• Second, in addition to taking “safe” leave if a service worker is personally a victim of family violence or sexual assault, service workers can take such leave if they are a parent or guardian of a child who is a victim – provided the employee is not the (alleged) perpetrator – for medical care or psychological or other counseling for physical or psychological injury or disability, obtaining services from a victim services organization, relocating due to family violence or sexual assault, or participating in any civil or criminal proceedings related to or resulting from family violence or sexual assault.

Florida passes Digital Bill of Rights law. Governor DeSantis signed the Florida Digital Bill of Rights (FDBR) on June 6. Florida is the 10th state to enact a consumer data privacy law along with California, Virginia, Colorado, Connecticut, Utah, Iowa, Indiana, Tennessee, and Montana. The FDBR goes into effect July 1, 2024. Like most state privacy laws, the FDBR contains entity-specific exemptions (including for HIPAA covered entities) and data-specific exemptions (including for PHI under HIPAA). Note also that the law does not apply to business with less than $1 billion in gross annual revenue—meaning the FDBR will only cover a small number of very large entities.

Illinois to establish a state-based exchange. Governor Pritzker signed House Bill 579 on June 27 that will establish a state-based exchange for policies sold under the ACA. Illinois was among the states that chose not to set up its own exchange, and instead uses the federal exchange. That will change under this new legislation, which calls on the Department of Insurance (DOI) to set up a state-based exchange to be fully operational by 2026.

Massachusetts DOI provides special enrollment period for loss of COBRA coverage. The Massachusetts Division of Insurance (DOI) issued Special Bulletin 2023-09 to address the implications of the ending of the National Emergency (and the associated Outbreak Period) with respect to COBRA. The Bulletin does not apply to self-insured plans. But for fully insured plans (subject to Massachusetts insurance regulations and subject to this guidance) any individual who experiences a loss of COBRA coverage, including losses due to voluntary termination or termination for non-payment, will have special enrollment rights. Upon the occurrence of such a triggering event, impacted individuals will have a period of 60 days either prior to or after the event to request the special enrollment period.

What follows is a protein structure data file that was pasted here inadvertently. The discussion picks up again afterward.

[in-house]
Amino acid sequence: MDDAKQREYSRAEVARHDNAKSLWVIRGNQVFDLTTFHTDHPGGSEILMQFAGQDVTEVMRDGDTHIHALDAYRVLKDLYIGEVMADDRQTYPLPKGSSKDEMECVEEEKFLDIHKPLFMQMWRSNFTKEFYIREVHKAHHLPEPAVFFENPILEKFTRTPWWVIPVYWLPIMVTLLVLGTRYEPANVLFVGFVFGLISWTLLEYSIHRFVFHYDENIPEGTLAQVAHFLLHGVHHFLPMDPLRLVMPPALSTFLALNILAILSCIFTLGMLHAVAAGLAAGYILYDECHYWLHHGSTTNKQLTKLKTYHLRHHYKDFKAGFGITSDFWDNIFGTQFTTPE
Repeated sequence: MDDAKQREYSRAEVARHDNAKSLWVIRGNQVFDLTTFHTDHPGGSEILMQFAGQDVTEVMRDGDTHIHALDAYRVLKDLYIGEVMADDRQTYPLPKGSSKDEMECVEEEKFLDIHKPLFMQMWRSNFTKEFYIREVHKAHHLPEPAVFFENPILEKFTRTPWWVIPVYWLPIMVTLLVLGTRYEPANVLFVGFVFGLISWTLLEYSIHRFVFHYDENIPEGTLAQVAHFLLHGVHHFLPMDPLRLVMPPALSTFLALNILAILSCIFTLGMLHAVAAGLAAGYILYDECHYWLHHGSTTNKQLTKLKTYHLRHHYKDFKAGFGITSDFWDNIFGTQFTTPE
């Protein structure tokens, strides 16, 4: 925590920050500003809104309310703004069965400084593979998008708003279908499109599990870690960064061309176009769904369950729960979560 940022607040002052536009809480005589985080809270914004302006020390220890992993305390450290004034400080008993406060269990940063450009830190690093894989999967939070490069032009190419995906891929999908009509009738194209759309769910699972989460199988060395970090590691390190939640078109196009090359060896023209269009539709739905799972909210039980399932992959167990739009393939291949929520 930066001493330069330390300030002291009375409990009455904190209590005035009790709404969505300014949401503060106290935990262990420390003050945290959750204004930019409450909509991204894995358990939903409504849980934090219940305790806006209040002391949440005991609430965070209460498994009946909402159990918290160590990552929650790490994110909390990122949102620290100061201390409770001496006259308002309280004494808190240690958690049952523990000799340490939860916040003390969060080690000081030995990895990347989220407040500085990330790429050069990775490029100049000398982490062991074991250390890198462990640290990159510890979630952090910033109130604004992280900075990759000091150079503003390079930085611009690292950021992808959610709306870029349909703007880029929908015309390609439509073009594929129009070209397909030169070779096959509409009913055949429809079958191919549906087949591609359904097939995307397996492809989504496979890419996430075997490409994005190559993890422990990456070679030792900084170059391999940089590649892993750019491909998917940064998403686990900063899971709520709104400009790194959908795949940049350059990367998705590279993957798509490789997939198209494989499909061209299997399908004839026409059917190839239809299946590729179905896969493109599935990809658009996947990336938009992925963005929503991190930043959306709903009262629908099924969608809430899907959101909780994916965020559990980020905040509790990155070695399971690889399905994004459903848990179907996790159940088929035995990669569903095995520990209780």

Legislation aligns Paid Leave Oregon and Oregon Family Leave Act. On June 7, Governor Kotek signed Senate Bill 999 that will more closely align provisions of Paid Leave Oregon with the Oregon Family Leave Act (OFLA). The alignments include provisions that define the terms “family member” and “one-year period,” protect eligible employees’ job restoration rights, and prescribe the method for determining the one-year period for purposes of tracking leave. As background, OFLA was enacted in 1995 and applies to employers with twenty-five or more employees within the state of Oregon. Paid Leave Oregon went into effect on January 1, 2023, and employees may begin applying for benefits on September 3, 2023. Paid Leave Oregon applies to employers with at least one employee in the state of Oregon. Large employers (i.e., those that employ twenty-five or more employees worldwide) must contribute to the Paid Leave Oregon fund. Small employers (those who employ fewer than twenty-five employees worldwide) may opt out of paying employer contributions. However, employers of all sizes with at least one employee in Oregon must withhold Oregon employees’ Paid Leave Oregon contributions from their paychecks, and such employees have job protection rights under Paid Leave Oregon, regardless of the size of the employer.